2003 Coca Cultivation Estimates for Bolivia and Peru
US Department of State
Richard Boucher, Spokesman
November 17, 2003
The United States Government has completed the 2003 annual estimates of coca
cultivation in Peru and Bolivia. The estimates -- produced with survey-sampling
techniques and satellite imagery -- indicate that overall coca cultivation
levels continue to be lower for Peru and Bolivia than in the past - between
50,000 and 60,000 hectares (or 123,500 and 148,200 acres), compared to 163,900
hectares (406,470 acres) in 1995. Even with sustained eradication efforts in
Colombia there has not been an increase in cultivation in the other two major
coca cultivation countries.
In Peru, survey figures show a net 15% decrease in coca cultivation in 2003.
Overall, net coca cultivation dropped from 36,000 hectares in 2002 to 31,150
hectares in 2003. Nevertheless, cultivation in the Apurimac-Ene and Monzon
valleys -- traditional growing areas where plantation-style plots can be found
-- remained steady. These areas represent 67% of the illicit coca produced in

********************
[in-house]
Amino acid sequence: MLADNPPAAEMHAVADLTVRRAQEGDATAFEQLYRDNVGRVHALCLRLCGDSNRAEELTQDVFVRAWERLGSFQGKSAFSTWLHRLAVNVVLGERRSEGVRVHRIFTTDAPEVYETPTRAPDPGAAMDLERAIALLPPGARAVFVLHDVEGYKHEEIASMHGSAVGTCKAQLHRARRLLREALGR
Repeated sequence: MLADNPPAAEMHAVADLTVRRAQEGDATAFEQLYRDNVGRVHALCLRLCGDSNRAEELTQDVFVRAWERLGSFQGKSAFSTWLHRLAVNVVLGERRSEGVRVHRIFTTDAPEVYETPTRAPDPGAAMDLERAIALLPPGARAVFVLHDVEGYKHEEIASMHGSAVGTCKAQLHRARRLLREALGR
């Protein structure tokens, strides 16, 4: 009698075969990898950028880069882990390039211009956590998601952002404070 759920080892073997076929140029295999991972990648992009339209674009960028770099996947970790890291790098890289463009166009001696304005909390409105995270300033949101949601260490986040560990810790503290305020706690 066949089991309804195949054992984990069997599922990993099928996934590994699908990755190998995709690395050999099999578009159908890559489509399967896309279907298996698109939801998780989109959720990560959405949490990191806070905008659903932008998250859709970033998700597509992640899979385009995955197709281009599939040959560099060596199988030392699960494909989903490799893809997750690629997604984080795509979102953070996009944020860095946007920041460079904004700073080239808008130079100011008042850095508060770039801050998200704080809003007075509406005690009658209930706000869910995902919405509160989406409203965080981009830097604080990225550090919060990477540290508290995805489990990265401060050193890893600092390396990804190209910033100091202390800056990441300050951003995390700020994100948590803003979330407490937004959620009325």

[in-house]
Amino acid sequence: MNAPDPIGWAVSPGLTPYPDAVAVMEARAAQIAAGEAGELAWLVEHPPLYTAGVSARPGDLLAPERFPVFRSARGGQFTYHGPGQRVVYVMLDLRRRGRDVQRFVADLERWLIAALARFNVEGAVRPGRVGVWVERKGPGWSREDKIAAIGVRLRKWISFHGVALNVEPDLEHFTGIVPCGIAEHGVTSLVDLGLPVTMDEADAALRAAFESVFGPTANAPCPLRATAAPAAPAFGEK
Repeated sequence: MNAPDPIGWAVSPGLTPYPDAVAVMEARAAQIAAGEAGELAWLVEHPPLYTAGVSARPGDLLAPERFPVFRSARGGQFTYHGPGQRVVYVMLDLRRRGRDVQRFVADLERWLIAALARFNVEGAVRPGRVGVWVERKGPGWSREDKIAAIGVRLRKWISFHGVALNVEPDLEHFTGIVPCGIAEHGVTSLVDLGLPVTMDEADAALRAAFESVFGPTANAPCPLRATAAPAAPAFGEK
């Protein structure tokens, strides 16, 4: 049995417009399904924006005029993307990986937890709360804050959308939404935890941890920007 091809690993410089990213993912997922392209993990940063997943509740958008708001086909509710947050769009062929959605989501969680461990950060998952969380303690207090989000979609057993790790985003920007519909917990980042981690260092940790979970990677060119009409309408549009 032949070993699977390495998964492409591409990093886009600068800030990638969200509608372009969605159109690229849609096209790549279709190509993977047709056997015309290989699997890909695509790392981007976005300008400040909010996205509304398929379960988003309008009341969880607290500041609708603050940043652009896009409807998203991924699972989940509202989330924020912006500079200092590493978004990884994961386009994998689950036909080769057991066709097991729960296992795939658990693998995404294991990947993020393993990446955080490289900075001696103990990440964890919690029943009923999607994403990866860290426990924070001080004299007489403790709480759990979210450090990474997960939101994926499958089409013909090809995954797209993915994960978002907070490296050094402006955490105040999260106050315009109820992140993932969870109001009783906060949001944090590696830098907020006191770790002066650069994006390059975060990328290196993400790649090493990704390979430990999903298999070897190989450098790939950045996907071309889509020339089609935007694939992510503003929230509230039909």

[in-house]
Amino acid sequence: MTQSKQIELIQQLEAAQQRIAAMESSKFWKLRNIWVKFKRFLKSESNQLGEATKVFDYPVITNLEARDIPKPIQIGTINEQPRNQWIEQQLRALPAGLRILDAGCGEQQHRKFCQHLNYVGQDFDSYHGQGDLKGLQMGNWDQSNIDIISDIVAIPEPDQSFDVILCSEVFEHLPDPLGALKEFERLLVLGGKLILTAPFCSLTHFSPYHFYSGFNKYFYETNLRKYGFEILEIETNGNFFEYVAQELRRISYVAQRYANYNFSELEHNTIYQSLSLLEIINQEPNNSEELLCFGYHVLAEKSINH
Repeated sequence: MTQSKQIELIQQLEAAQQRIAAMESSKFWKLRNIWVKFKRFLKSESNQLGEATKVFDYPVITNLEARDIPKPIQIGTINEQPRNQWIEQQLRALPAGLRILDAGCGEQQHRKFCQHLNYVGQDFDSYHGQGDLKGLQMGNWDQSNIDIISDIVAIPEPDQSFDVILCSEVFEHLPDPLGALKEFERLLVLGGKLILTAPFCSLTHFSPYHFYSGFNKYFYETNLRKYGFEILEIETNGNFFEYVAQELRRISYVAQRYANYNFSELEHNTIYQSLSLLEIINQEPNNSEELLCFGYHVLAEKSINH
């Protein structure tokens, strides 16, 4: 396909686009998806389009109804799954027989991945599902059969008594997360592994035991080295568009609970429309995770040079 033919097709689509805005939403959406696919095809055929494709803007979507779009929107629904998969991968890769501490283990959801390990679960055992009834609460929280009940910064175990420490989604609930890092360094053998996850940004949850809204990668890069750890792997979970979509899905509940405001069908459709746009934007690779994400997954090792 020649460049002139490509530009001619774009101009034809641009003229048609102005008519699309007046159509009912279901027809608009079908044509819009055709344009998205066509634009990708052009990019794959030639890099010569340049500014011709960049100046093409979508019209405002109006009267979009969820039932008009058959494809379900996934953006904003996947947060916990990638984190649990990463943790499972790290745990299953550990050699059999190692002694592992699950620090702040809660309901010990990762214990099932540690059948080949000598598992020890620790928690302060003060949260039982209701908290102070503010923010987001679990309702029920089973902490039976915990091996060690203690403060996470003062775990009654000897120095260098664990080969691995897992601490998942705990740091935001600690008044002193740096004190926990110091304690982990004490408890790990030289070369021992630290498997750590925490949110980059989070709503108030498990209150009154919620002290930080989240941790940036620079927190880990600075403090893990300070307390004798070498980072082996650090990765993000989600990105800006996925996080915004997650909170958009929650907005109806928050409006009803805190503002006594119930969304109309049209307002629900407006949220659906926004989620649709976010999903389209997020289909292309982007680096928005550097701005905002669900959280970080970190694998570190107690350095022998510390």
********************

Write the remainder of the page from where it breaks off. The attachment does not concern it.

In Bolivia, there was an overall increase of over 4,000 hectares (10,900 acres)
to 28,450 hectares (70,300 acres) of coca cultivation, or 17% above 2002 s
estimate. While cultivation in the Chapare region, the historic illicit coca
cultivation zone, fell by 15%, cultivation in the Yungas, grew by 26%. This is
the challenge that faces Bolivia, as coca in excess of what is needed for the
legal, traditional market ends up feeding the illegal cocaine market.
It is important to note that eradication is only part of our bilateral
counter-drug strategy in Peru and Bolivia. Together we are making major
progress in both the interdiction of drugs and providing effective alternative
development. We will continue to work with the governments of Bolivia and Peru
on the continued challenges faced to fight the production and flow of drugs.